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Cultural Control of Whiteflies During the Summer (June 14, 2017)
The first line of defense in avoiding whitefly issues in the fall produce/melon plantings is for PCAs and growers to be vigilant in controlling whiteflies this summer. To a large extent this means effectively avoiding large populations in cotton, a major source of whiteflies on fall produce and melons crops. But before whitefly management begins in cotton, it is important that whitefly populations be prevented from building up to large numbers in the spring melons that have recently finished, or are nearing completion of harvest in the next few weeks. Although whitefly numbers appear to be relatively lighter this spring than normal, adult numbers have increased significantly over the past week in melons coinciding with higher temperatures and area-wide melon harvests. Growers and PCAs should not hesitate to knock these populations down with a timely insecticide application on pre-harvest melons. Not only does this prevent sooty mold contamination, but also reduces the potential numbers of adults that might migrate to adjacent crops and weeds. The high temperatures that are expected in the next week or so may allow whitefly nymph populations to rapidly build-up and cause honeydew/sooty cold contamination on fruit. Once harvest is complete, proper sanitation in spring melons is critical for preventing unnecessary whitefly migration into cotton and alfalfa. It is highly recommended that melon growers quickly destroy crop residue as soon as possible following harvest. A delay in disking under melon fields following harvest can allow adult whiteflies to readily disperse into cotton and alfalfa, especially if they don't need to fly very far. My observation this spring has been that the majority of melon fields have been gown in close proximity to cotton. These spring melons fields are can also potentially extend the host-acquisition period for Cucurbit Yellows Stunting Disorder Virus (CYSDV). Once melons fields have been disked and flat-watered, it is common for volunteer melons to germinate and emerge during July and August. The destruction of volunteer melons before fall crops are established can reduce the source of whiteflies and virus inoculum available to infect newly emerging melon plants. Volunteer plants should be destroyed as soon as practical. This can be done by disking or applying a contact, burn-down herbicide to fields. Recent research has indicated that fall melons grown near spring melons with volunteers (<1.8 miles) are at a high risk of CYSDV infection. Ideally, it is in the Ag communities best interest to use sound cultural management practices, such as sanitation, to eliminate and avoid unnecessary sources of whiteflies before the fall produce and melon seasons begin. For more information on cultural management practices for whiteflies see: Insect Management on Desert Melons: Whiteflies .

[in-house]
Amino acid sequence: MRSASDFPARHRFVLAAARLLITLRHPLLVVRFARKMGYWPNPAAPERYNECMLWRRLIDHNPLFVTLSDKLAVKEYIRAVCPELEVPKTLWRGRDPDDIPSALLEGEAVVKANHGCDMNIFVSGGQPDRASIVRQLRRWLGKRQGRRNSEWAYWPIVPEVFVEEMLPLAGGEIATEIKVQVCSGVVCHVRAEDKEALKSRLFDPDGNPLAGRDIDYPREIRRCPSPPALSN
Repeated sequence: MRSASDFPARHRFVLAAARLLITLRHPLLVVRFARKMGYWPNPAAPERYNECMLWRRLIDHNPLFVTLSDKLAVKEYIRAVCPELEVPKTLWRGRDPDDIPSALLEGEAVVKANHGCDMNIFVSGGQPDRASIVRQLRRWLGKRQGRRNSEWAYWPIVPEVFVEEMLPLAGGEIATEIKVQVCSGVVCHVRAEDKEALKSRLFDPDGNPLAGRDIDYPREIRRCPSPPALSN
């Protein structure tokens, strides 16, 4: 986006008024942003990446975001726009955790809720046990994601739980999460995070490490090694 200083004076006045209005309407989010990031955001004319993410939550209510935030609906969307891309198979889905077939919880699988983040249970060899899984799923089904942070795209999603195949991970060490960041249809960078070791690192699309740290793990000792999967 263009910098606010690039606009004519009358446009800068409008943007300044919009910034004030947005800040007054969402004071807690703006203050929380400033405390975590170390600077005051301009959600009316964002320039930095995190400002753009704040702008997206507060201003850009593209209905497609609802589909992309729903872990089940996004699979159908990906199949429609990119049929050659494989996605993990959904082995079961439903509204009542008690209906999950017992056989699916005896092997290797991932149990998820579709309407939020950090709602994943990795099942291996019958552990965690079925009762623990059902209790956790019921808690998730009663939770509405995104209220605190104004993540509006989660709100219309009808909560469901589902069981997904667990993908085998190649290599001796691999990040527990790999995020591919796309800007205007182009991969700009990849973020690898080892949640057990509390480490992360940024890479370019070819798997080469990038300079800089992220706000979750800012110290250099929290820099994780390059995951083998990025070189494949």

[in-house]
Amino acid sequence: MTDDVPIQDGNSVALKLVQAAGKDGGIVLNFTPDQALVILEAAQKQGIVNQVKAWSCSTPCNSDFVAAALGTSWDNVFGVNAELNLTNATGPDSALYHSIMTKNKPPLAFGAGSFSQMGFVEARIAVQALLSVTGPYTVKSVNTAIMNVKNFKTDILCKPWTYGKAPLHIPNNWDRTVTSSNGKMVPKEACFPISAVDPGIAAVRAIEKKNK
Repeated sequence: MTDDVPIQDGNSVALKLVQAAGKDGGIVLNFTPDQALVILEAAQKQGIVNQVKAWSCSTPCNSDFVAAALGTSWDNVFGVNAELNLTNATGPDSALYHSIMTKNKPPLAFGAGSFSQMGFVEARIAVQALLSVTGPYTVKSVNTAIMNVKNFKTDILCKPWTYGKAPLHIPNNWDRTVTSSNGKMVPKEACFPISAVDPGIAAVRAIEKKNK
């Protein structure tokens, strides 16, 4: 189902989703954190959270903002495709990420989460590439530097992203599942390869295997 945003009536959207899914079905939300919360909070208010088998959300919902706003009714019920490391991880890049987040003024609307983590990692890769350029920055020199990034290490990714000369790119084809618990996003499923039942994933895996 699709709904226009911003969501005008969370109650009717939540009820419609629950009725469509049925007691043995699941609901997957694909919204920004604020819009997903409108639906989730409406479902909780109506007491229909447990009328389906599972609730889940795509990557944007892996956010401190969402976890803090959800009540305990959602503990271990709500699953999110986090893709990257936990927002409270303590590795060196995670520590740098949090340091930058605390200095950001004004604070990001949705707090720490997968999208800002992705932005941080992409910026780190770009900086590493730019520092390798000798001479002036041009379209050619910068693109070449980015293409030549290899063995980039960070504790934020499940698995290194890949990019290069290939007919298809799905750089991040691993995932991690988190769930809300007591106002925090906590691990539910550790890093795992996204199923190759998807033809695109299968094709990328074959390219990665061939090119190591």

Name the Insect Pest
Spotted cucumber beetle, Diabrotica undecimpunctata howardi

Areawide Diamondback Moth Trapping Network

In response to the recent outbreaks of Diamondback moth (DBM) , Plutella xylostella in Yuma, we have established a pheromone trap network designed to monitor the activity and movement of adult populations of DBM. PCAs have had difficulty controlling DBM in cabbage, broccoli and cauliflower since October. Traps have been placed in Roll, Wellton, Dome Valley, Gila Valley and Yuma Valley in locations where cole crops are presently being grown or in areas where infestations were known to occur this fall.


Click here to see results of DBM pheromone trap network.

Remember, When in Doubt . . . . . “SCOUT”

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For questions or comments on any of the topics please contact Marco Pena at the Yuma Agricultural Center.
College of Agriculture, The University of Arizona, Tucson, AZ.

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